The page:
Rev. Thomas Jackson

Thomas Fuller, in History of the Worthies of England (1662; 1952) 160-61.

THOMAS JACKSON, born of a good Family in this Country [Durham], was designed to be a Merchant in New-Castle, till his Parents were diverted by Ralph Lord Eure, and perswaded to make him a Scholar. He was admitted first in Queens Colledge in Oxford, and then became Candidate of a Fellowship in Corpus Christi; knowing of the election but a day before, he answered to admiration, and was chosen by general consent.

Soon after, in all likelihood, he lost his life, being drowned in the River, and taken out rather for desire of decent burial, than with hope of any recovery: He was wrap'd in the Gowns of his fellow Students (the best shrowd which present love and need could provide him) and being brought home to the Colledge, was revived, by Gods blessing on the care of Doctor Chenil, equally to all peoples joy and admiration. His gratitude to the Fisher-men (who took him up) extended to a revenue unto them during his life. Thus thankful to the Instrument, he was more to the Principal, striving to repay his life to that God who gave it him.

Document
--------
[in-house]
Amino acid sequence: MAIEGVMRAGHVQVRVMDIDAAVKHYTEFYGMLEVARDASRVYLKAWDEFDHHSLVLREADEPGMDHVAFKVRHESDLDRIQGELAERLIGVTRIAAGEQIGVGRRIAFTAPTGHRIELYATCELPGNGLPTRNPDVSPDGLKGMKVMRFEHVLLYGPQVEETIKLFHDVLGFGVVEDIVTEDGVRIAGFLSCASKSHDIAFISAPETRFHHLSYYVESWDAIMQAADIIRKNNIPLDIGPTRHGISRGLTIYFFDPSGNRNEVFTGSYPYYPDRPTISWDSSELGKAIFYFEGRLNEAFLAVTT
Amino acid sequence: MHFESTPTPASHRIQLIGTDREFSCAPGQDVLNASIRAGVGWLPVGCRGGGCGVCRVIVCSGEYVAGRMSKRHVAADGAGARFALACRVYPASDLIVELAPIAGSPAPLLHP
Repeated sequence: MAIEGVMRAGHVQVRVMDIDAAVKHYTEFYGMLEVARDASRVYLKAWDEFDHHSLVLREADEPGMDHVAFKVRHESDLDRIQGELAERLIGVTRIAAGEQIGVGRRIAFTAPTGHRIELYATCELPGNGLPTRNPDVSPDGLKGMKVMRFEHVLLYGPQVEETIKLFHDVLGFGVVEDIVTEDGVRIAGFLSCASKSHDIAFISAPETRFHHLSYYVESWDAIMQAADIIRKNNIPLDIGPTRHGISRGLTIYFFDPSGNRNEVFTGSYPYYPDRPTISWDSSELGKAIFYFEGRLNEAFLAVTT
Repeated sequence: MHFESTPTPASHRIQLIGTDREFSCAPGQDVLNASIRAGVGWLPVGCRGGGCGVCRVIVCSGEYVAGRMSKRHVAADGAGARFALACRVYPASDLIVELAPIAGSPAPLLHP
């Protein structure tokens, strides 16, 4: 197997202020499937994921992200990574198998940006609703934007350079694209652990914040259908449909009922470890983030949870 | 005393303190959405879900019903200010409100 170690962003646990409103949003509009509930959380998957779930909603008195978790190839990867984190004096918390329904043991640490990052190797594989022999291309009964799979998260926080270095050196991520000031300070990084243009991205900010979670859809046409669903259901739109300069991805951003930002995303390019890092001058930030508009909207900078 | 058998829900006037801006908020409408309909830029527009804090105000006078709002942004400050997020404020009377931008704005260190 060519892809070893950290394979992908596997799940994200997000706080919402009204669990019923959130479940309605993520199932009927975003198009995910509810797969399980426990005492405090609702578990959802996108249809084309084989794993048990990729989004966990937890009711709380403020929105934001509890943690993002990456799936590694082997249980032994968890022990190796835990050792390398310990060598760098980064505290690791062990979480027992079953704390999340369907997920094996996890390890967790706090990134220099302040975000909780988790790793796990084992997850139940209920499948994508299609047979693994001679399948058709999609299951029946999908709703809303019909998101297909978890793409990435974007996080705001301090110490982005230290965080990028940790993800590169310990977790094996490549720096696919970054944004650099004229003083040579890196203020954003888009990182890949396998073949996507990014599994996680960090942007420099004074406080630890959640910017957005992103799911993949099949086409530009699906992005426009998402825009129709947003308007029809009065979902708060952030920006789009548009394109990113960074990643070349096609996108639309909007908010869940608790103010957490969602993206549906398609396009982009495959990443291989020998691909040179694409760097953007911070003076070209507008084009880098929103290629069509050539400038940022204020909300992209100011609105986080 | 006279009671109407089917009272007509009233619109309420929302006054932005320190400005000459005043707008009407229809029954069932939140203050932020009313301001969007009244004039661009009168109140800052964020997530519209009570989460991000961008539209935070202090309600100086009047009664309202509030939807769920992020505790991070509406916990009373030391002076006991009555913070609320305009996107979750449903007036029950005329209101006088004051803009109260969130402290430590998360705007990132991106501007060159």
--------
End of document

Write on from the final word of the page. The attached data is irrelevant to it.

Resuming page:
He was afterwards Vicar of New Castle (a factor for heaven in the place where he was designed a Merchant) a Town full of men and opinions, wherein he endeavoured to rectifie their Errors, and unite their Affections. At this distance he was chosen President of Corpus Christi Colledge, never knowing of the vacancy of the place, till by those Letters (which informed him) it was refilled with his election.

Here he lived piously, ruled peaceably, wrote profoundly, preached painfully. His Charity had no fault, if not of the largest size, oftentimes making the Receiver richer than it left him that was the Donor thereof. Learn the rest of his praise from the Learned Writer of his Life, in whom nothing wanting, save the exact place of his birth, and date of his death, which hapned about the year, 1640.